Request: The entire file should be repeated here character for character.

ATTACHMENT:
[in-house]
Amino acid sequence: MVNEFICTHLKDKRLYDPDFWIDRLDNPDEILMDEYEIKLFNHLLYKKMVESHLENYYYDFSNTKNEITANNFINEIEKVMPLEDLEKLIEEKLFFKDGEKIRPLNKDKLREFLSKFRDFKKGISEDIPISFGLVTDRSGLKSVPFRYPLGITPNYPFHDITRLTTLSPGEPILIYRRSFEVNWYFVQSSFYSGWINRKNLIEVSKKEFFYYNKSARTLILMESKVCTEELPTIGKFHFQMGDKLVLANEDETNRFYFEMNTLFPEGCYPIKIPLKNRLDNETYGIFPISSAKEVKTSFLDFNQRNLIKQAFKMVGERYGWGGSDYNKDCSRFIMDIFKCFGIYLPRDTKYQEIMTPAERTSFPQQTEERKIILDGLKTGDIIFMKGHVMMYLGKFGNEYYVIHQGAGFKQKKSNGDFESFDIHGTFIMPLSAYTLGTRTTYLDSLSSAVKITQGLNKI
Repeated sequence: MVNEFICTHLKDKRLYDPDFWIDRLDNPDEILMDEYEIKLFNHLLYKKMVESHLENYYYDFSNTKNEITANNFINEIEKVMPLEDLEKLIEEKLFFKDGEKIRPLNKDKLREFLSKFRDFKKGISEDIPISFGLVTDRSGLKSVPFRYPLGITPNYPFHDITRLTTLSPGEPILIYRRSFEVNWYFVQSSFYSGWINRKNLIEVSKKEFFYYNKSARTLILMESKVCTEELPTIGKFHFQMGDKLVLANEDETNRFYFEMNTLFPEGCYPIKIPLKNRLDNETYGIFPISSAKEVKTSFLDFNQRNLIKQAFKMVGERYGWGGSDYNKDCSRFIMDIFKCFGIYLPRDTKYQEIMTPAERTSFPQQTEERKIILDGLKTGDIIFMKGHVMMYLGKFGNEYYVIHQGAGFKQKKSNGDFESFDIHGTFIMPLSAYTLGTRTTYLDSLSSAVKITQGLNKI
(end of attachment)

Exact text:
[in-house]
Amino acid sequence: MVNEFICTHLKDKRLYDPDFWIDRLDNPDEILMDEYEIKLFNHLLYKKMVESHLENYYYDFSNTKNEITANNFINEIEKVMPLEDLEKLIEEKLFFKDGEKIRPLNKDKLREFLSKFRDFKKGISEDIPISFGLVTDRSGLKSVPFRYPLGITPNYPFHDITRLTTLSPGEPILIYRRSFEVNWYFVQSSFYSGWINRKNLIEVSKKEFFYYNKSARTLILMESKVCTEELPTIGKFHFQMGDKLVLANEDETNRFYFEMNTLFPEGCYPIKIPLKNRLDNETYGIFPISSAKEVKTSFLDFNQRNLIKQAFKMVGERYGWGGSDYNKDCSRFIMDIFKCFGIYLPRDTKYQEIMTPAERTSFPQQTEERKIILDGLKTGDIIFMKGHVMMYLGKFGNEYYVIHQGAGFKQKKSNGDFESFDIHGTFIMPLSAYTLGTRTTYLDSLSSAVKITQGLNKI
Repeated sequence: MVNEFICTHLKDKRLYDPDFWIDRLDNPDEILMDEYEIKLFNHLLYKKMVESHLENYYYDFSNTKNEITANNFINEIEKVMPLEDLEKLIEEKLFFKDGEKIRPLNKDKLREFLSKFRDFKKGISEDIPISFGLVTDRSGLKSVPFRYPLGITPNYPFHDITRLTTLSPGEPILIYRRSFEVNWYFVQSSFYSGWINRKNLIEVSKKEFFYYNKSARTLILMESKVCTEELPTIGKFHFQMGDKLVLANEDETNRFYFEMNTLFPEGCYPIKIPLKNRLDNETYGIFPISSAKEVKTSFLDFNQRNLIKQAFKMVGERYGWGGSDYNKDCSRFIMDIFKCFGIYLPRDTKYQEIMTPAERTSFPQQTEERKIILDGLKTGDIIFMKGHVMMYLGKFGNEYYVIHQGAGFKQKKSNGDFESFDIHGTFIMPLSAYTLGTRTTYLDSLSSAVKITQGLNKI